This documentary tells of the life and work of playwright Terrence McNally, who during his 60 years of career wrote many plays including Ragtime and Master Class. The film also tell of the LGBT rights movement, his life through addiction, recovery, love, and a desire to be more, to work more, to be his best possible at all those things.
Hookup (USA) (2018)
Adam found a hookup on an app and is going to meet up with him at his place. When he gets there, he is smitten by the man and his great taste. Once things start moving forward to their intended destination, Adam finds himself in a regrettable situation.
Written by Josh Collins and Steven G. Michael with Collins directing, Fags in the Fast Lane is a low-brow, tongue-in-cheek comedy that goes for a style and universe that would make John Waters proud. The humor and the story are in your face, over the top with just about everything and the glittery kitchen sink thrown at the viewer. The story is one that includes something to shock or offend everyone. The trashploitation sub-genre is well represented here and viewers who won’t have been stopped by the film’s title should find something to have fun with here.
I remember a time where it was nearly impossible to get a film like “Fags” made, but now we’re in a glorious time where the LGBT community is allowed to be fun and unleash their creative visions. “Fags in the Fast Lane” is Andy Warhol, John Waters, Russ Meyers, and a dash of Frank Henenlotter thrown in to a blender and given some pretty fun tweaks here and there allowing Josh Collins and writer Steven G. Michael to go as far out there as he wants. Thankfully he never loses track of the narrative or the film’s genuinely weird sense of humor once. “Fags” is a very LGBT aimed action comedy but it also has an admirable sense of self-awareness always looking for any reason to poke fun at itself.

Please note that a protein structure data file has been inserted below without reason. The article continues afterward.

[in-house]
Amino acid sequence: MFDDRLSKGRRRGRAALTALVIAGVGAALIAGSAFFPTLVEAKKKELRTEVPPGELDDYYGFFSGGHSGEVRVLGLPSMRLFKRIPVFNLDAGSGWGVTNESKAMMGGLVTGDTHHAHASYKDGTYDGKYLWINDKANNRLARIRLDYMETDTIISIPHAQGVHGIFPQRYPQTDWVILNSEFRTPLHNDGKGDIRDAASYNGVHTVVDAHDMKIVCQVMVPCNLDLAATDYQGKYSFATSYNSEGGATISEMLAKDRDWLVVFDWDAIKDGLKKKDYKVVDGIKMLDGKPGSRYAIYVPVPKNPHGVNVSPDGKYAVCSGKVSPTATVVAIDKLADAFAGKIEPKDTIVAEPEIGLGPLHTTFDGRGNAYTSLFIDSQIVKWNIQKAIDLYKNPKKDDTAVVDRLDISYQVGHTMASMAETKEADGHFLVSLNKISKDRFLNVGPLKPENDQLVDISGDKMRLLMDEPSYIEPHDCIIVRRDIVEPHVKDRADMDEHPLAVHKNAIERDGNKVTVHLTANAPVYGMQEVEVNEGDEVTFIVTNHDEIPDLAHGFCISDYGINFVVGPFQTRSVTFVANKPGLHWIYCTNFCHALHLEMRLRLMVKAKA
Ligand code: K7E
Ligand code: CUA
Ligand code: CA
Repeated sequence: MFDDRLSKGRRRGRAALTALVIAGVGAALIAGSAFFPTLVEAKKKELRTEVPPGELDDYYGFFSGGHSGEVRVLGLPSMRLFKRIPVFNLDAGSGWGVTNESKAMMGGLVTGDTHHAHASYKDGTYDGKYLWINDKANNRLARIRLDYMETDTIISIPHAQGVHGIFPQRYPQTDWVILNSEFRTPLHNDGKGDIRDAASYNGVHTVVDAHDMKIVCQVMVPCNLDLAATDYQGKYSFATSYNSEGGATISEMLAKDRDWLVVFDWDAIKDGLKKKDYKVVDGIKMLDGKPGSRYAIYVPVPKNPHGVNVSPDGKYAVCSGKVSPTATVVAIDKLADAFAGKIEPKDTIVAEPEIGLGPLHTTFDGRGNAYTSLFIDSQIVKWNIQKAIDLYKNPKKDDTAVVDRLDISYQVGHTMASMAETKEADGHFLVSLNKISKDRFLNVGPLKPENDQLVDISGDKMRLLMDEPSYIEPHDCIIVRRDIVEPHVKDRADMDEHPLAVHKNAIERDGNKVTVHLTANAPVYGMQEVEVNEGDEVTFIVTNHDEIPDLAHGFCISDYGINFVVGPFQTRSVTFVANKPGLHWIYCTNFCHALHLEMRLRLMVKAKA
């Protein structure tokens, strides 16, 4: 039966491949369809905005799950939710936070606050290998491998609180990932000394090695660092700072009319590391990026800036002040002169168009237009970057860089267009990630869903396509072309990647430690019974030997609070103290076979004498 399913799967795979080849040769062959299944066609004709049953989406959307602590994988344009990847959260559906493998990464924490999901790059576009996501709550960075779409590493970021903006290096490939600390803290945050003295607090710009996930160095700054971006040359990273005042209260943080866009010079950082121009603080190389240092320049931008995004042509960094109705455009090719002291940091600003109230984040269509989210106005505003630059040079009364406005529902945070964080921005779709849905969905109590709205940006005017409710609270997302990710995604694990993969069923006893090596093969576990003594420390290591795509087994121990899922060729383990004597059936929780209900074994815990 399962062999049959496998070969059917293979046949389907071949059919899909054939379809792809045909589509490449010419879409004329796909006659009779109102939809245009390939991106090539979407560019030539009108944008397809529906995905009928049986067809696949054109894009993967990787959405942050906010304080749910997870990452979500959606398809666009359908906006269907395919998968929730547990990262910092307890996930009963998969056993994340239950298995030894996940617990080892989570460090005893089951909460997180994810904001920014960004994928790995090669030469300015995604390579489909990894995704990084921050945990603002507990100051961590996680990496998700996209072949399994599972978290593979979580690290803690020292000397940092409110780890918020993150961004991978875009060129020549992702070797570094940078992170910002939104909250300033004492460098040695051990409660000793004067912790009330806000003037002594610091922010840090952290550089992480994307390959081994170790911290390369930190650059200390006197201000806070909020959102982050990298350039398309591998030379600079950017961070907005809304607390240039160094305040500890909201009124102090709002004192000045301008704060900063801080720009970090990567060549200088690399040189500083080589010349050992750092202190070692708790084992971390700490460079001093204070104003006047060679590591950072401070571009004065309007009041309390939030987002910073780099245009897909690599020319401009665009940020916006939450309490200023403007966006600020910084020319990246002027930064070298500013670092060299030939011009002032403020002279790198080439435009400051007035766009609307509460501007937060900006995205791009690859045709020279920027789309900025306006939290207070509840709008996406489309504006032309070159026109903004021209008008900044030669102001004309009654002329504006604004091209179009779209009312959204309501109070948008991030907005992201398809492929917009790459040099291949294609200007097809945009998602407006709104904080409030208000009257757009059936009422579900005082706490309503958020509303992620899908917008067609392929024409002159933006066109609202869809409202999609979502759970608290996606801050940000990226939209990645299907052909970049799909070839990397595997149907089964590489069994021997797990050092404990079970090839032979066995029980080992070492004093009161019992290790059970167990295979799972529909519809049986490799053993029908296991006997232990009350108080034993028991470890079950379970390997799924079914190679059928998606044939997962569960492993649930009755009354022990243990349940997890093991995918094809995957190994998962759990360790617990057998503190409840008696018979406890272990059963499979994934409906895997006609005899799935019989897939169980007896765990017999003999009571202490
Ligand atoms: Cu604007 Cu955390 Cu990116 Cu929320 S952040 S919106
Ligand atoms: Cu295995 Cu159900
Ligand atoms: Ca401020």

Cati Gonzalez’s “Ekaj” presents an interesting conundrum for me, because while they compare their film to “Midnight Cowboy” they also compare it to “Kids.” I for one loathe “Kids” while loving “Midnight Cowboy.” The latter is the tale of the American dream and our grasping for it that is often unattainable. Thankfully while “Ekaj” can sometimes have the guerilla filmmaking of “Kids,” it’s thankfully much more steeped in “Midnight Cowboy,” in the end, which is why I probably enjoyed it.
Ted Geoghegan’s “Mohawk” is stellar and a very timely commentary on colonialism, manifest destiny, and the last gasp of what would become a slain race in the middle of a pointless war in 1814. “Mohawk” has a very unusual aesthetic to it, approaching audiences with a unique score, some great digital photography, and a tone that’s right down the line between horror and action. It has a lot to say about the unfair and cruel destruction of the Native American race, with an enemy we all have learned about but still known very little thanks to revisionist history.